Reasons for white, red oak decline different [UPDATED]Published 9:47am Monday, December 10, 2012 Updated 11:48am Monday, December 10, 2012
The U.S. Forest Service is predicting that our oaks will be dying faster over the next 15 years. Linda Haugen and Glenn Rosenholm of the service are bearers of the bad news.
There are several factors including species, site condition, tree age and stress. In Missouri, Iowa and Indiana white oaks are affected. It’s the red oaks in Michigan. The most vulnerable trees are the very young and the very old. The factors causing white oak decline seem to be different from those causing the loss of red oaks, according to Missouri Dept. of Conservation Forest Entomologist Rob Lawrence (he’s a bug specialist).
Different factors can contribute to the same end result. For example, drought or gypsy moth defoliation can start the decline.
These already stressed trees are more readily killed by two-lined chestnut borers, Armilliaria root disease or the red oak borer. Droughts for an extended period, as we have had, will contribute to the problem with both red and white oaks.
Rob Lawrence thinks this will cause a decline in tree health in general. Wood boring insects, such as the red oak borer in the natural landscape and the flat headed apple tree borer in city landscapes will also be a problem he predicts.
In Michigan the most oak deaths are in pin oaks on poor soil. Since many species of oaks will grow in sandy soil, drought will really hit them hard. Many of our oaks are burr oaks and they too have a problem — bur oak blight.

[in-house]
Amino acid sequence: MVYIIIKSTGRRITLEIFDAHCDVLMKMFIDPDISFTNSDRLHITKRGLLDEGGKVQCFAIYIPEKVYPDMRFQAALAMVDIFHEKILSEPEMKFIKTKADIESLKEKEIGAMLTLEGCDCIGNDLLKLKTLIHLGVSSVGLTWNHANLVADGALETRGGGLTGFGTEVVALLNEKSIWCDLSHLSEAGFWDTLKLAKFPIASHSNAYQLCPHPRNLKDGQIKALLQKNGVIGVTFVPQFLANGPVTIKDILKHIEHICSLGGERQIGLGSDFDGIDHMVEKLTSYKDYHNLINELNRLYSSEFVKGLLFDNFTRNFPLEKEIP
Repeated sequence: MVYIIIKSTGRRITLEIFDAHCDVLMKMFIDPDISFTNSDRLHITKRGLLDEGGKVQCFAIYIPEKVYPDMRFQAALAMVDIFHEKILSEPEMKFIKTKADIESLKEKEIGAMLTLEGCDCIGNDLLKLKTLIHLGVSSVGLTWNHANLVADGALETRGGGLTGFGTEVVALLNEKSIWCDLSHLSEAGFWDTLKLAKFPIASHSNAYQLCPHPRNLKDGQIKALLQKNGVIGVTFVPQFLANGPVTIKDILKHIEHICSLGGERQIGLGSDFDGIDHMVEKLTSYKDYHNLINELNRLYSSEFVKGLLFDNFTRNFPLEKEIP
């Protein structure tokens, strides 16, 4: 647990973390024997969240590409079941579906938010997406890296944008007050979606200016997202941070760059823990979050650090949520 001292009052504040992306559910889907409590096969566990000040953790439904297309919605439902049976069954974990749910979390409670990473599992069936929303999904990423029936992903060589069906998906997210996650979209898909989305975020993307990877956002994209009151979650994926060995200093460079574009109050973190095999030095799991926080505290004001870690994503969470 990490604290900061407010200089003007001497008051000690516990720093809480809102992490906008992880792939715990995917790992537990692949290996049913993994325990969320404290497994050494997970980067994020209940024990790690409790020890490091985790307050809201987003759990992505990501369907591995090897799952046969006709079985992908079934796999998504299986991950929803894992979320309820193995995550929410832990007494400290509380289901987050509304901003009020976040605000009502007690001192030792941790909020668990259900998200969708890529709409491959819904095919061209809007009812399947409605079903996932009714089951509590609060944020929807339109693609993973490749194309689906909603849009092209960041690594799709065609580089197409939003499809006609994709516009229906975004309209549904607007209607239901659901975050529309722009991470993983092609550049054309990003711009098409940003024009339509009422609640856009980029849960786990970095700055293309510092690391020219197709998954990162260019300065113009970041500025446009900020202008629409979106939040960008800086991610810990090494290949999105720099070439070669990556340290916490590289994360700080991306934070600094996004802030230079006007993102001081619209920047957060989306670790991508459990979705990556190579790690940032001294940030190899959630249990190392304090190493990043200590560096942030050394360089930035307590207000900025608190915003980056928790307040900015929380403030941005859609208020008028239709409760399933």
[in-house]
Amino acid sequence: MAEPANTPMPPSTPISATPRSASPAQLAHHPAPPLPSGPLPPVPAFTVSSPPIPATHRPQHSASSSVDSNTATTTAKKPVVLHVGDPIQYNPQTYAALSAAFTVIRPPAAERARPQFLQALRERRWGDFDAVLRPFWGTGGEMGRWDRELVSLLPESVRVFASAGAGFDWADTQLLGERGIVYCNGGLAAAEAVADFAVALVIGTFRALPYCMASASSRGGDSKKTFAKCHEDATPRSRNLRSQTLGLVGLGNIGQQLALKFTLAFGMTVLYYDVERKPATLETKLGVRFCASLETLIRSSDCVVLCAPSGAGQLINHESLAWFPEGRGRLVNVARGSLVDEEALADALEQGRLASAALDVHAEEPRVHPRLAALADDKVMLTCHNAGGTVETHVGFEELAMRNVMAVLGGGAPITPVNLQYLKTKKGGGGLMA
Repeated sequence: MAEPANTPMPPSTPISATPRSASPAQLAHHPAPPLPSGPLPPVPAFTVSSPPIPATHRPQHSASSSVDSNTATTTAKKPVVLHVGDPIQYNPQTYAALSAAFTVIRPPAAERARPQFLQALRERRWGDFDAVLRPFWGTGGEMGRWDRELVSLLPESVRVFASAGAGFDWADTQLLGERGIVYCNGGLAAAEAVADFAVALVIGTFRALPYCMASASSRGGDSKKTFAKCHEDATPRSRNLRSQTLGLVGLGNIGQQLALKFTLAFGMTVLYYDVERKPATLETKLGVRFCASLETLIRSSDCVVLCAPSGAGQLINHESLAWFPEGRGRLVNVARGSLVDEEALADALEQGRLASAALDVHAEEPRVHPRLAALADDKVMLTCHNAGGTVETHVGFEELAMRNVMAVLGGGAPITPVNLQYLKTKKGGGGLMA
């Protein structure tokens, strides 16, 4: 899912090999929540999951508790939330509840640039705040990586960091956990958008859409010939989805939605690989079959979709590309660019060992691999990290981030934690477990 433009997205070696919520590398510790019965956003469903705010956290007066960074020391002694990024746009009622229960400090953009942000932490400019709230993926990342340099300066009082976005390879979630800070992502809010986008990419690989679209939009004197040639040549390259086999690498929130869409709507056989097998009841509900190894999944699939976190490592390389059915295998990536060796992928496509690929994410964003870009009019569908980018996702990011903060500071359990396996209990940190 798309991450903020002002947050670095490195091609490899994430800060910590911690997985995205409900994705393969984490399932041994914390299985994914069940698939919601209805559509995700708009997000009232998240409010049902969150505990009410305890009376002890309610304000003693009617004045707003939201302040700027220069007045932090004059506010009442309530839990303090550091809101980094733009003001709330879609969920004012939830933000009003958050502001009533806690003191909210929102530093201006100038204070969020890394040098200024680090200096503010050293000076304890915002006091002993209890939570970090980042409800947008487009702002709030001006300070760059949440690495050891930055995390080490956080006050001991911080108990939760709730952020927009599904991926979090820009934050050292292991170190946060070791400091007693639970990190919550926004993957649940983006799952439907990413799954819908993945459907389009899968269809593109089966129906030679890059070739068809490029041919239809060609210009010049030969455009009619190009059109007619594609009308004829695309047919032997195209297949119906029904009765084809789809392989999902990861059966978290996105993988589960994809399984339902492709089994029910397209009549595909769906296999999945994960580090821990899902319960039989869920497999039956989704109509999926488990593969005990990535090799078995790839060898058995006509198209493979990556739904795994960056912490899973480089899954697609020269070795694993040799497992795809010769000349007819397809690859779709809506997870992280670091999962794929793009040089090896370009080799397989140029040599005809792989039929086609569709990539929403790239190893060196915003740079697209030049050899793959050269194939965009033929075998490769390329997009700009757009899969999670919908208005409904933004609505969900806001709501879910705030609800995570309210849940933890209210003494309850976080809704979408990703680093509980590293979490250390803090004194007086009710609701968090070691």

Even though all this information is related to other states don’t get too cocky. Our drought is not to be sneezed at either. We have the two-lined chestnut borer in Otter Tail County already.
The only thing you can do to protect your oak trees is to water them religiously. Don’t just wave the hose at them either. Soak the soil until it squishes when you walk on it.
Water at least one-third wider than the drip line as the tree has roots that far out from the trunk. Mulching will help too. Since not much grass will grow under an oak anyhow, you can just as well cover the area with leaves or bark mulch.
Enough bad news. The good news is that the seed catalogs are appearing in our mail boxes. Gardeners are like kids in a candy store, drooling over the pictures in those books.
Order seeds from them, but not plants or trees unless you absolutely can’t find them locally. There may be a good reason why they are not available here, our weather.
A tree that must be shipped to you is going to be bare root, much smaller than a potted one and already stressed by the time spent in transit. The same applies to plants.
We have nurseries in every direction and they all have perennials and trees just for our extreme climate. Buying locally also keeps the money here — not in Kansas, Dorothy.
So, wipe the drool off your chin and start planning next summer’s gardens.
Bev Johnson is a master gardener for Otter Tail County.